18 May 2012

14th May 2012 – Barcaldine, Winton, Boulia, Mt Isa.

Sorry for the delay in publishing this post, but there isn't any internet access for over 1000 km once you leave Mt Isa.

Most family bathrooms can easily be compared to a battlefield where each user fights to control the space, and in doing so uses whatever ammunition comes to hand. It seems that females need to stow far more ammo and as any man may attest, this ammunition is quite devastating in its capacity to render them (the man) totally helpless. A quick survey among caravan husbands indicates that if they can conquer and hold 5% to 10% of available bathroom space they consider themselves a success. Those who hold more than 15%  are held to be heroes among their peers.
So it is within the ensuite of our van, I am allocated one small cupboard. Whenever this minute or miniscule allotment is raised, I am told that in reality all the other stuff is there just so that she will look good for me and that I should be grateful. I think that I have not only lost the battle but the entire war.....
As we traipse around the country we find that many country towns have a special place in the nation’s history. Barcaldine occupies a place that is as great as any; perhaps even greater than most.
In 1890-91 there was a major industrial dispute between graziers and shearers. The shearers went on strike and as the dispute developed, they gathered under a specific eucalyptus tree outside Barcaldine railway station. From this the Australian Labor Party was formed.
This tree, soon named ‘The Tree of Knowledge’, survived for 115 years before being poisoned by some $%#@&*.  From this heinous act an amazing monument has risen in the form of an artistic tree.

As it wasAs it is

All the towns, villages, and properties (stations) use artesian bore water from depths varying up to 3000 metres.  It arrives at the surface under great pressure and at temperatures up to 99 degrees! Yep, the bore at an outer station is almost boiling at the bore head. At Blackall town bore it arrives 58 deg, and at Winton 83 deg.  It is then allowed to settle or cool in large tanks prior to reticulating it around town.  This process doesn’t improve the smell (sulphur) nor the taste.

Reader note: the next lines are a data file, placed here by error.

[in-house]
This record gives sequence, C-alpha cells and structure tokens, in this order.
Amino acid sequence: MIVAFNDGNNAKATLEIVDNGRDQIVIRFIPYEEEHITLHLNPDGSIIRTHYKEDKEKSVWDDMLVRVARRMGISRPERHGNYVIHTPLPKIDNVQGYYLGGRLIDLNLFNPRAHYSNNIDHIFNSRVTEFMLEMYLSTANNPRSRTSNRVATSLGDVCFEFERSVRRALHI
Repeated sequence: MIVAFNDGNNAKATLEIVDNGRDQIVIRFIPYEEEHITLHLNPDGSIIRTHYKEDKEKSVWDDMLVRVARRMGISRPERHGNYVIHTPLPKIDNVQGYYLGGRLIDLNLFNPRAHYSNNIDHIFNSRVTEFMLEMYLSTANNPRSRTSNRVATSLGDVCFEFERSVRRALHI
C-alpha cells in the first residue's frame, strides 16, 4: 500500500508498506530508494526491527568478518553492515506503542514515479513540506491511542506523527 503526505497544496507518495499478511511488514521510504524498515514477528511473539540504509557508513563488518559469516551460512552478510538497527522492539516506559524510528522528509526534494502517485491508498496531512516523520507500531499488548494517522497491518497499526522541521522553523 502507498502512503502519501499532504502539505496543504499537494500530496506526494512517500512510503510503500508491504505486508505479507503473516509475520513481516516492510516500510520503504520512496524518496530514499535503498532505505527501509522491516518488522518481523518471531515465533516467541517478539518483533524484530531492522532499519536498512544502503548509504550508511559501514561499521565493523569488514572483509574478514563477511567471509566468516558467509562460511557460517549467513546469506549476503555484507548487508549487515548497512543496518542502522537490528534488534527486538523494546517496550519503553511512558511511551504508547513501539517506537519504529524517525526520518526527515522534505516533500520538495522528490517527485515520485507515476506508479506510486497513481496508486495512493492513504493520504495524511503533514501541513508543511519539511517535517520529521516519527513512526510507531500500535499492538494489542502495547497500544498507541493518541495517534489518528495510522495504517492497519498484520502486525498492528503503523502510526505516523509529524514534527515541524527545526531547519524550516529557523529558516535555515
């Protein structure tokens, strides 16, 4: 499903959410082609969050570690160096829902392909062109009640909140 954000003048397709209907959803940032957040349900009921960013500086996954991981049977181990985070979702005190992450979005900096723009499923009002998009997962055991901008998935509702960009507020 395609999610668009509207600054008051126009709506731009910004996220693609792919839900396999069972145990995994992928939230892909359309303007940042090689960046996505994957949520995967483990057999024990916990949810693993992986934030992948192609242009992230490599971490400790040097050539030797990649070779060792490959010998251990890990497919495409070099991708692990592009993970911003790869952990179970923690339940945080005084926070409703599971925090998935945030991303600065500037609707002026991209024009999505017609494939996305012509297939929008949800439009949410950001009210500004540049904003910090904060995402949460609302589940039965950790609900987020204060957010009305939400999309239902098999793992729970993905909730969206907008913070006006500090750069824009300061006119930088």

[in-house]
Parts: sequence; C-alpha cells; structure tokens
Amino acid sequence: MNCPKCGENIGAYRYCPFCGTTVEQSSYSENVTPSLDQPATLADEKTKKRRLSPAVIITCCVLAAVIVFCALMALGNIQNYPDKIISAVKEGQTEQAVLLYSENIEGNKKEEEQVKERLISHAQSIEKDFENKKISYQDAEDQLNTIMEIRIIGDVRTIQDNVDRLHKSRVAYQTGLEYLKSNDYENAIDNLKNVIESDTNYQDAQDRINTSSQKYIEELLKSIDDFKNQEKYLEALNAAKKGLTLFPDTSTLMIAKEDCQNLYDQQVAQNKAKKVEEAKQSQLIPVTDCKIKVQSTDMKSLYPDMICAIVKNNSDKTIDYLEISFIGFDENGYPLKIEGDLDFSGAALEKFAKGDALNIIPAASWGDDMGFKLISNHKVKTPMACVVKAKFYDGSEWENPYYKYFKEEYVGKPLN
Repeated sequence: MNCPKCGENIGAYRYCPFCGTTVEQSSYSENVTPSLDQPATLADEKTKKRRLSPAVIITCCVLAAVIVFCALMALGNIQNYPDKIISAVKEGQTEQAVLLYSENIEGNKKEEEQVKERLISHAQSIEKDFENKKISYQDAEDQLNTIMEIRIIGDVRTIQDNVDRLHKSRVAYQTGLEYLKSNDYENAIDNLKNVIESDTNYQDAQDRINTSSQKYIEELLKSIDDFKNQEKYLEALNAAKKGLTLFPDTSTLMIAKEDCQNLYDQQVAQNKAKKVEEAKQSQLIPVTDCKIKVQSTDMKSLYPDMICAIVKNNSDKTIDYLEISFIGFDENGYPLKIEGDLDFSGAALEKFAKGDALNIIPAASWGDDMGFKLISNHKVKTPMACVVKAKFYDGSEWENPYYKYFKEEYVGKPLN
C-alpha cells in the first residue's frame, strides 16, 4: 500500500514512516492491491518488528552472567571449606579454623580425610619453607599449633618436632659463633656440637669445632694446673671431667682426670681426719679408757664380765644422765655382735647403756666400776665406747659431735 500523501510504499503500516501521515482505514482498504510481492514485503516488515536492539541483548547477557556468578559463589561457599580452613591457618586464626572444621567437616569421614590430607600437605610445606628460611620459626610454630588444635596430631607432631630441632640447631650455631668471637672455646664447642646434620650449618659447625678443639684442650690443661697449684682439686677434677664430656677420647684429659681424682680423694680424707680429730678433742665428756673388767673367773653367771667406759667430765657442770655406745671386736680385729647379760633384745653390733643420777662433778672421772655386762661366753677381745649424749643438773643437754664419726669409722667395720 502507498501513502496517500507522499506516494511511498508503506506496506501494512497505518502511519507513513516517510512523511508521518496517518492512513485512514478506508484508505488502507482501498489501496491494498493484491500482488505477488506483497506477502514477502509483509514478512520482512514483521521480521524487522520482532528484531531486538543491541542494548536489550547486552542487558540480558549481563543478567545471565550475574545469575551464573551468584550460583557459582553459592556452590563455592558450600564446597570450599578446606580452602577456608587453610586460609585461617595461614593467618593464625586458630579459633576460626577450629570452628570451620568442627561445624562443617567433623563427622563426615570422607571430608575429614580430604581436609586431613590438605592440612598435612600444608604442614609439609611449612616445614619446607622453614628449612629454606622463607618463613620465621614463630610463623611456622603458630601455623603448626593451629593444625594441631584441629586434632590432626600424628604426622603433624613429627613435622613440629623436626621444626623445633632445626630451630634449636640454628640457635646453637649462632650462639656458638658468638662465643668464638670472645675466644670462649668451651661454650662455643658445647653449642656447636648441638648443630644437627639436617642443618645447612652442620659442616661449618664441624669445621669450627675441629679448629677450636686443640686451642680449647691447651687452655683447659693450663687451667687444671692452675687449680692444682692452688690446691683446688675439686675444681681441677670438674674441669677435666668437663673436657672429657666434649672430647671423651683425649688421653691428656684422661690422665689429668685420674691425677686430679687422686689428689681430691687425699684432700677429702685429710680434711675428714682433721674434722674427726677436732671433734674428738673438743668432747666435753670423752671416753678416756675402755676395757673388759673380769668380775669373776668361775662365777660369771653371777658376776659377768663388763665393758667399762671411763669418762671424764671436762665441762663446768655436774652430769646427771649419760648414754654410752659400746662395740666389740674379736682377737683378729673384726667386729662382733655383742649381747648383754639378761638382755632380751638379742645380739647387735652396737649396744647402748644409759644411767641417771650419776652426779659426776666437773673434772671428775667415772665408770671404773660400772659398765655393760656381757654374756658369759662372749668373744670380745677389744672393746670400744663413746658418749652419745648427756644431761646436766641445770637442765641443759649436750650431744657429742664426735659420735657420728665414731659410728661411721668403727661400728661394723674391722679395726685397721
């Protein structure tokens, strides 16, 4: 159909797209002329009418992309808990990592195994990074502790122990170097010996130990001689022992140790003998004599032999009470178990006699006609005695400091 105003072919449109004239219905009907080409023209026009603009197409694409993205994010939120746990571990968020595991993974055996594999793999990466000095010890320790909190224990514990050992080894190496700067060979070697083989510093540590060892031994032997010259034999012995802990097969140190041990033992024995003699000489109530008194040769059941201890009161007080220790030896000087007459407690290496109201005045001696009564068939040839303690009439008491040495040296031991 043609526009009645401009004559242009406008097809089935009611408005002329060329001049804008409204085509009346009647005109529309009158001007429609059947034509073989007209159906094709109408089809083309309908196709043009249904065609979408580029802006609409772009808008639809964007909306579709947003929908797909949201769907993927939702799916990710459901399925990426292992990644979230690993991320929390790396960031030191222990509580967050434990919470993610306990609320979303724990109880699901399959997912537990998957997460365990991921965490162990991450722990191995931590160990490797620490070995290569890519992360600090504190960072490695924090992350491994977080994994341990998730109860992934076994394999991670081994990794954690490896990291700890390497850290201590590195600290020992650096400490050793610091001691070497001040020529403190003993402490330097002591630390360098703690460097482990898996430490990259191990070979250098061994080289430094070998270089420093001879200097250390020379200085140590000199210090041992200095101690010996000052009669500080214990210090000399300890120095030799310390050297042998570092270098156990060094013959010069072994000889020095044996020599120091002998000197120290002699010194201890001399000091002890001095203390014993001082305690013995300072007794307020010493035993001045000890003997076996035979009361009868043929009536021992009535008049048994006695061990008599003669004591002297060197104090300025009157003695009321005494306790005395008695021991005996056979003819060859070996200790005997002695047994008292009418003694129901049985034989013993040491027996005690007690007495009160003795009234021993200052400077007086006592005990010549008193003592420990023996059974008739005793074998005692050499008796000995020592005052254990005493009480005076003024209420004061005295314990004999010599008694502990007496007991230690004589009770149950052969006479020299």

Clearly the local men have found an alternative means to satisfy their thirst. Blackall’s 100 people share 3 pubs, Winton’s 980 good folk have 4 pubs!! And, Barcaldine wins with 1600 people and 5 pubs – until recently it had 6, and but a few years ago it had 7.

5 pubs within a football field length of the main street -

We were lucky enough to spend the Mayday weekend in Barcaldine (Barky). A community BBQ and foodfest on the first night was accompanied by a “Rev Fest” where ‘enhanced’ cars mostly of the 1970s (or earlier) paraded and then parked for inspection. Nostalgia ran rampant in many minds.

Earlier in the day, the local Rugby League comp featured the Barcaldine Sand Goannas against the Augathella Meat Ants – Barky won. Up here, the teams have far more innovative names than those in the big cities.
Monday was May day and the town had a street parade where I’m sure that the entire population, plus enough visitors to ensure that all motels, hotels, and caravan parks were full, turned out to watch. What a show of community spirit and effort it was. Every kid in town got into the show, including a mum who had converted a pram (with cardboard and imagination) into a simple parade float.
 One very proud kid
One very big float

As a finale’ we donned our best outfits and attended the local races. We were not too sure what the dress code would be for such an occasion, so Shirl wore shoes rather than thongs, and I decided to go for my dressy black thongs and a shirt with all the buttons done up.
The race card showed 11 races, so a very busy day was planned. When we got there we discovered a buzz around the arena that “More Faster’s” track record may be under threat. This proved an accurate tip as in winning the Grand Final, Patches O’Halleran smashed the old record.   
 Note the unusual jockey style - grab the goat's tail and pull like mad.